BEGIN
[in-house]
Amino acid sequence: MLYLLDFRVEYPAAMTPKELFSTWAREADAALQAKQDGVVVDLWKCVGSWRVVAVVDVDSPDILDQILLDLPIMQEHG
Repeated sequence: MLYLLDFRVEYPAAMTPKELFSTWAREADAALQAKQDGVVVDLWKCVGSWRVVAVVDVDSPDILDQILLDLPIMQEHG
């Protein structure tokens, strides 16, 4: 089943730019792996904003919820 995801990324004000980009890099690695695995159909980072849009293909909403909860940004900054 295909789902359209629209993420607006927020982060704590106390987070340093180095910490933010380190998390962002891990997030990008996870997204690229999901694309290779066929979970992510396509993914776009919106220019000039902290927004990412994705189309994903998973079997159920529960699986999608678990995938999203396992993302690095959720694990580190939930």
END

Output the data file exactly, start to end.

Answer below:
[in-house]
Amino acid sequence: MLYLLDFRVEYPAAMTPKELFSTWAREADAALQAKQDGVVVDLWKCVGSWRVVAVVDVDSPDILDQILLDLPIMQEHG
Repeated sequence: MLYLLDFRVEYPAAMTPKELFSTWAREADAALQAKQDGVVVDLWKCVGSWRVVAVVDVDSPDILDQILLDLPIMQEHG
């Protein structure tokens, strides 16, 4: 089943730019792996904003919820 995801990324004000980009890099690695695995159909980072849009293909909403909860940004900054 295909789902359209629209993420607006927020982060704590106390987070340093180095910490933010380190998390962002891990997030990008996870997204690229999901694309290779066929979970992510396509993914776009919106220019000039902290927004990412994705189309994903998973079997159920529960699986999608678990995938999203396992993302690095959720694990580190939930």